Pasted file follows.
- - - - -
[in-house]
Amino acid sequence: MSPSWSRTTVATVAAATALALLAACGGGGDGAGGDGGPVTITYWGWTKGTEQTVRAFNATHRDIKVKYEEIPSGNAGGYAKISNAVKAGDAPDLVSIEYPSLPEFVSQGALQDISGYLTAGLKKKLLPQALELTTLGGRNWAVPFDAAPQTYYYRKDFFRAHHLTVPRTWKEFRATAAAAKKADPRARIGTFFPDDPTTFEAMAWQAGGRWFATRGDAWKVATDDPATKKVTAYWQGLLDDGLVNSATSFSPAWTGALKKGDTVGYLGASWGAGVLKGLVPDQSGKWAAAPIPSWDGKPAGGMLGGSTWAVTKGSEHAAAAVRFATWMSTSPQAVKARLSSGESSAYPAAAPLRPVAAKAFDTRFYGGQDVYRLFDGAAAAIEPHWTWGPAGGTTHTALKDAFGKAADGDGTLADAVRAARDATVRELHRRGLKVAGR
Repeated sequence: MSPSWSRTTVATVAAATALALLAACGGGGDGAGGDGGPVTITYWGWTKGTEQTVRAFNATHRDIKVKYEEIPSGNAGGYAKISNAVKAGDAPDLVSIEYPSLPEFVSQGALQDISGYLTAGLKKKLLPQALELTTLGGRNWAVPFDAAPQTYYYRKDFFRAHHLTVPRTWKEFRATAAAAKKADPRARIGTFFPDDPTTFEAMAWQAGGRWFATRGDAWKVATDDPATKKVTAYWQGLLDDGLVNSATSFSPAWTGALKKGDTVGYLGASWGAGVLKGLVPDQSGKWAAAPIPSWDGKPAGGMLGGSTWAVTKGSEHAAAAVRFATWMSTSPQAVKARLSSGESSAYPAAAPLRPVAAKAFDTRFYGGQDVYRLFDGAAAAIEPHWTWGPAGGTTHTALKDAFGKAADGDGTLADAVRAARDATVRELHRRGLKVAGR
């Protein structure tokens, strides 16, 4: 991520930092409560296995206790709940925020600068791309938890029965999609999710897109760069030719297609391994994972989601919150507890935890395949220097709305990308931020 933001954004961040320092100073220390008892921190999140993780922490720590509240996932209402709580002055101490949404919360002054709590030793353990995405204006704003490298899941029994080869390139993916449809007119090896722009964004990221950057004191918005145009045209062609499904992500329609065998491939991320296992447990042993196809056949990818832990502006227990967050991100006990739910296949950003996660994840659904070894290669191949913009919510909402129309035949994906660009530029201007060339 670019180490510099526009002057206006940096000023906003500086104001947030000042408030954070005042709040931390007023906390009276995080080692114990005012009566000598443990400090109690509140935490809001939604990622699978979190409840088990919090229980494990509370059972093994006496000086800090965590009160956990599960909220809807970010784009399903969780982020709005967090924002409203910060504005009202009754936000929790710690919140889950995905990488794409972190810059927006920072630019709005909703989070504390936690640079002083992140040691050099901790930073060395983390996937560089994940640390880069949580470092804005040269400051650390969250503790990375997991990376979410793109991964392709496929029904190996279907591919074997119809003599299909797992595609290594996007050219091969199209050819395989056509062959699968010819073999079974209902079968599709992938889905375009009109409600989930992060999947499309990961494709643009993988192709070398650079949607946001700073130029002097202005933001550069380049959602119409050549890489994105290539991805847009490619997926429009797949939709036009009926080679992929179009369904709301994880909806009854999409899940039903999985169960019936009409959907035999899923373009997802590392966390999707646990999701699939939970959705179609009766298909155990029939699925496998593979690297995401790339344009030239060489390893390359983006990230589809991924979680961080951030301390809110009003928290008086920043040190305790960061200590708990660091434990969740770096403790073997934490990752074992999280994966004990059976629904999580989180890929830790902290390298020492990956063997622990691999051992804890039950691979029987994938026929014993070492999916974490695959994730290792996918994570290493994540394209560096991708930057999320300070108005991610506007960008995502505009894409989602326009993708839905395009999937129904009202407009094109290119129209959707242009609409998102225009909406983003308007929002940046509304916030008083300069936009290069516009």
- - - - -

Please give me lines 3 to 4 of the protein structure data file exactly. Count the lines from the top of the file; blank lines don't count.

Repeated sequence: MSPSWSRTTVATVAAATALALLAACGGGGDGAGGDGGPVTITYWGWTKGTEQTVRAFNATHRDIKVKYEEIPSGNAGGYAKISNAVKAGDAPDLVSIEYPSLPEFVSQGALQDISGYLTAGLKKKLLPQALELTTLGGRNWAVPFDAAPQTYYYRKDFFRAHHLTVPRTWKEFRATAAAAKKADPRARIGTFFPDDPTTFEAMAWQAGGRWFATRGDAWKVATDDPATKKVTAYWQGLLDDGLVNSATSFSPAWTGALKKGDTVGYLGASWGAGVLKGLVPDQSGKWAAAPIPSWDGKPAGGMLGGSTWAVTKGSEHAAAAVRFATWMSTSPQAVKARLSSGESSAYPAAAPLRPVAAKAFDTRFYGGQDVYRLFDGAAAAIEPHWTWGPAGGTTHTALKDAFGKAADGDGTLADAVRAARDATVRELHRRGLKVAGR
């Protein structure tokens, strides 16, 4: 991520930092409560296995206790709940925020600068791309938890029965999609999710897109760069030719297609391994994972989601919150507890935890395949220097709305990308931020 933001954004961040320092100073220390008892921190999140993780922490720590509240996932209402709580002055101490949404919360002054709590030793353990995405204006704003490298899941029994080869390139993916449809007119090896722009964004990221950057004191918005145009045209062609499904992500329609065998491939991320296992447990042993196809056949990818832990502006227990967050991100006990739910296949950003996660994840659904070894290669191949913009919510909402129309035949994906660009530029201007060339 670019180490510099526009002057206006940096000023906003500086104001947030000042408030954070005042709040931390007023906390009276995080080692114990005012009566000598443990400090109690509140935490809001939604990622699978979190409840088990919090229980494990509370059972093994006496000086800090965590009160956990599960909220809807970010784009399903969780982020709005967090924002409203910060504005009202009754936000929790710690919140889950995905990488794409972190810059927006920072630019709005909703989070504390936690640079002083992140040691050099901790930073060395983390996937560089994940640390880069949580470092804005040269400051650390969250503790990375997991990376979410793109991964392709496929029904190996279907591919074997119809003599299909797992595609290594996007050219091969199209050819395989056509062959699968010819073999079974209902079968599709992938889905375009009109409600989930992060999947499309990961494709643009993988192709070398650079949607946001700073130029002097202005933001550069380049959602119409050549890489994105290539991805847009490619997926429009797949939709036009009926080679992929179009369904709301994880909806009854999409899940039903999985169960019936009409959907035999899923373009997802590392966390999707646990999701699939939970959705179609009766298909155990029939699925496998593979690297995401790339344009030239060489390893390359983006990230589809991924979680961080951030301390809110009003928290008086920043040190305790960061200590708990660091434990969740770096403790073997934490990752074992999280994966004990059976629904999580989180890929830790902290390298020492990956063997622990691999051992804890039950691979029987994938026929014993070492999916974490695959994730290792996918994570290493994540394209560096991708930057999320300070108005991610506007960008995502505009894409989602326009993708839905395009999937129904009202407009094109290119129209959707242009609409998102225009909406983003308007929002940046509304916030008083300069936009290069516009």